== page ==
There are many views on what the Bible says about marriage, divorce and remarriage. The following are just four of the most prevalent. Let's take a look at them in light of the Scriptures.
This was the view of some Pharisees: They took Deuteronomy 24:1-4 to mean that they could divorce their wives for any reason they wanted. This passage, however is what is known in Hebrew as a "vav consecutive" passage. "Vav consecutive" means that all the statements begin with the Hebrew letter "vav" which serves to link all of the statements together, in this case in a list of "if" statements followed by a "then" statement. In other words, if a man takes a wife, "and if" he finds some uncleanness in her, "and if" he gives her a writing of divorcement, "and if" she goes out of his house and becomes another man's wife, "and if" that man dies or puts her away, "then" the original husband could not take her back because she is defiled.
The passage was not written to give permission for divorcing under any circumstance, nor was it written to allow the woman to be "defiled" by becoming another man's wife while she still had a living husband; it was written to keep men from sinning further by taking a wife back after she had been remarried to another man!
Some of the Pharisees focused on "writing of divorcement" and not the cause for such. Their error was pointed out by the Lord (Matt. 5:31-32; 19:1-12; Mark 10; Luke 16:18ff). The only "uncleanness" for which a woman might be put away is "fornication."
Yet this error persists today. The laws of our nation offer "no fault" divorces, so that anyone can be divorced and remarried without any real reason whatsoever. Even some brethren in effect teach this by adding to and taking from the plain statements of Scripture.
The force of the verbs in Matthew, Mark and Luke are continuing action, "continues to commit adultery." Part of repentance is to turn from that sin, get out of the adulterous marriage (See Ezra 9 and 10 and Nehemiah 13:23 and following).
1 Cor. 7:12-15, it is said, permits Christians to remarry if their unbelieving husband or wife runs off. This is simply not so. It is saying that we are not required to run after the departing unbelieving spouse if they decide to leave. There is nothing in Paul's instructions in 1 Corinthians 7 that gives permission for a Christian to remarry if their unbelieving spouse departs. To do so would be to negate what the Lord commanded on the subject in Matthew 5.32 and 19.9.
Most, though, want baptism (becoming a Christian) to wash away the guilt of continuing adultery and make it "okay." But the person who is in a adulterous marriage "continues to commit adultery." Repentance means to cease in that adulterous marriage...get out of it.
Others try to convince us that the Lord is only dealing with an Old Testamentsubject and that this law is not a part of the New Covenant. However, Matthew 28:20 says that we are to teach disciples "to observe all things whatsoever I (Jesus) have commanded YOU (the apostles)...." These commandments were given to the apostles who wrote them for our admonition and for us to learn to observe.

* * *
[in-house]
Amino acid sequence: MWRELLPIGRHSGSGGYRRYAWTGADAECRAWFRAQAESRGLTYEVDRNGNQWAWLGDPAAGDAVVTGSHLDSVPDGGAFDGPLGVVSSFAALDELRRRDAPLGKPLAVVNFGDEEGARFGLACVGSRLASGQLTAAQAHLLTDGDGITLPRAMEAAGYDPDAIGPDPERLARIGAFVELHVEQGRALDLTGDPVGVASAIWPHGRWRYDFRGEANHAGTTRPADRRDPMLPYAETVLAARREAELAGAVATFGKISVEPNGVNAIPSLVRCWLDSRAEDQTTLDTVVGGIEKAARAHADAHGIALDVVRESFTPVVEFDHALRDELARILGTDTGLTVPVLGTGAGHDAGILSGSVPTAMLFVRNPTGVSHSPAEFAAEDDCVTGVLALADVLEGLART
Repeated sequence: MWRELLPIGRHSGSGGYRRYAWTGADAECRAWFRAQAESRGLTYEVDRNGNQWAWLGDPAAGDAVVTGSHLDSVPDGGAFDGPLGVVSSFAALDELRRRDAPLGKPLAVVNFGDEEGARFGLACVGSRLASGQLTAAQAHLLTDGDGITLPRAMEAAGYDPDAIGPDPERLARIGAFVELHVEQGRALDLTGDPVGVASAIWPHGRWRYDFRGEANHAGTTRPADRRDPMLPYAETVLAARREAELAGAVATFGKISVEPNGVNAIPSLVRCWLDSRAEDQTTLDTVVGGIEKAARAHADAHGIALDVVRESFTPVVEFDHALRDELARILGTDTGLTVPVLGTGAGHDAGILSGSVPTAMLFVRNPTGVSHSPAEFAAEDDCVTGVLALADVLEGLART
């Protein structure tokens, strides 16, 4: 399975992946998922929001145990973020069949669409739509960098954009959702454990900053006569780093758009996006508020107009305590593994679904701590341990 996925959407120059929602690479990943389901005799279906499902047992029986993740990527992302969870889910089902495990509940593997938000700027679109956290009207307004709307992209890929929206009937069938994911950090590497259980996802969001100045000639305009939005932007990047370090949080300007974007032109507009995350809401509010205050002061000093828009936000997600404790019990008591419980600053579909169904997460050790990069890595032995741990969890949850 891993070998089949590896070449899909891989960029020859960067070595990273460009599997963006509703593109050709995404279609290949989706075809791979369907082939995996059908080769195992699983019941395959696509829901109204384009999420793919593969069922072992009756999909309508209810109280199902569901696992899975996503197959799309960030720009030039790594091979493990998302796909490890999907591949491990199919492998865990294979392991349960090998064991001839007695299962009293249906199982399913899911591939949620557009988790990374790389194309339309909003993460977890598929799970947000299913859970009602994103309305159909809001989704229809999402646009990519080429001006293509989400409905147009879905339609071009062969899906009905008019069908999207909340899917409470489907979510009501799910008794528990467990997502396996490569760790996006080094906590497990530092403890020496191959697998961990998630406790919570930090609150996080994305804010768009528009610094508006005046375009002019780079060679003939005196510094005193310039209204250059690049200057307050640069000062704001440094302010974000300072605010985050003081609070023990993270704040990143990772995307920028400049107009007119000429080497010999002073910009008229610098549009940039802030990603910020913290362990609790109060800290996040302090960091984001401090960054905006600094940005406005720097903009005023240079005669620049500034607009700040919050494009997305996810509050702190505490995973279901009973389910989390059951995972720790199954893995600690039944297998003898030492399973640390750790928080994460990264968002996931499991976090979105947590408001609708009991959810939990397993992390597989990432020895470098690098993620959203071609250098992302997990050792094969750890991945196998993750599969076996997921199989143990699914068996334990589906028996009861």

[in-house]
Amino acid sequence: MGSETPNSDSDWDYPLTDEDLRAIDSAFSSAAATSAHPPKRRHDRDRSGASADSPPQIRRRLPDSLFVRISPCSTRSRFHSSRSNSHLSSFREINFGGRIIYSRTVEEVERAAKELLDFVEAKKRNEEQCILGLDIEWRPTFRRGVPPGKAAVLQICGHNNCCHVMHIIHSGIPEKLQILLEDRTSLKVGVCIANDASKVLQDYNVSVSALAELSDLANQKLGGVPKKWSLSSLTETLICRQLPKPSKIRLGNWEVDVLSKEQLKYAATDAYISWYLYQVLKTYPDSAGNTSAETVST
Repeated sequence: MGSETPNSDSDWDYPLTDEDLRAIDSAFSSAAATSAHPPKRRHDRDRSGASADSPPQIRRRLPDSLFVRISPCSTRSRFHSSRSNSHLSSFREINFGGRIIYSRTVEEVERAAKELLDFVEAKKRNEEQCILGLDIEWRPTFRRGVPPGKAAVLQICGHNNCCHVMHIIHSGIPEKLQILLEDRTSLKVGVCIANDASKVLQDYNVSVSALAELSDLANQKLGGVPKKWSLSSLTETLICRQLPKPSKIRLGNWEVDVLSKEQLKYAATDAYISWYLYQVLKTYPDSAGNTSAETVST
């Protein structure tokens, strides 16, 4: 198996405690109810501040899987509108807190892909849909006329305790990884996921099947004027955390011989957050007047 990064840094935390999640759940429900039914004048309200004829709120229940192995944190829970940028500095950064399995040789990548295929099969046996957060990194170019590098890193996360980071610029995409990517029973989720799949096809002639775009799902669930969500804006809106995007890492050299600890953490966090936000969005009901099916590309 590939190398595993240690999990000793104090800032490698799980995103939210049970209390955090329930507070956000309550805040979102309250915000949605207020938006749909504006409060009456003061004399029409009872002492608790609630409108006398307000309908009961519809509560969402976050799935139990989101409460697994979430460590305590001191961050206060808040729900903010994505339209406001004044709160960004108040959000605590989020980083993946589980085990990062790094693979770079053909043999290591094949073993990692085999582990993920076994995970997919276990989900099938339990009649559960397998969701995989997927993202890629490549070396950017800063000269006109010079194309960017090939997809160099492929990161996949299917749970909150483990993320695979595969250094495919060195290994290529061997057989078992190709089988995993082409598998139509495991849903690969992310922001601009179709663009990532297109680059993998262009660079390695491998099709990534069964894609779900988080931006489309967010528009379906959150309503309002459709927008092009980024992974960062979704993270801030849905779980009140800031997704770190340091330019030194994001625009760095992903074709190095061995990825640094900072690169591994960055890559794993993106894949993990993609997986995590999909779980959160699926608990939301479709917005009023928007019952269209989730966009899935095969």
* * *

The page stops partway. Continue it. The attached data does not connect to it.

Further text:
All these are taught by those in the world, and even brethren, and they all make the word of God of no effect. They ultimately allow divorce for any cause and allow remarriage without any stain of sin.
These say "fornication" of Matthew 5:32 and 19:9 refers to sexual activity before marriage; that "fornication" is not adultery and vice versa. But 1 Corinthians 5:1 says that a man who had his father's wife was committing "fornication." Adultery is a form of fornication and it can be committed within a marriage.
They claim that to understand these two verses to permit remarriage is to cause them to contradict Mark 10 and Luke 16. But "Precept on precept, line upon line...." God's will is revealed. We must consider ALL that is said concerning a subject before we come to any conclusions. The plain statements of Matthew 5:32 and 19:9 are to be taken WITH those in Mark and Luke to give us the whole picture of God's will.
Another view is that the "fornication" of Matthew 5:32 and 19:9 refers only to those marriages between those of close kin or the spouses of close kin. They point to John the Baptist\'s condemnation of Herod for having his brother Philip's wife as proof that this is so. It is said that Herod had an unlawful wife only because he had married the spouse of a close relative, his brother! It is further explained that what the Lord was speaking of in Matthew 5:32 and 19:9 was this: If a person was in one of those marriages between close kin or the spouse of close kin, then and only then does he have the right to divorce and remarry without committing adultery.
This defies all laws of natural use of language and puts the understanding of theseverses out of the reach of the "common man," who heard Him gladly. It is the same error that is made when we take the covenant of Moses and try to live by it today. The Lord's intention was to teach the apostles His commandments on marriage, divorce and remarriage, and for them to teach it to us. I am convinced that this is exactly what they did.
Thanks for reading.
Comments written, and material arranged, by Roger Lindsey. Contact me by email.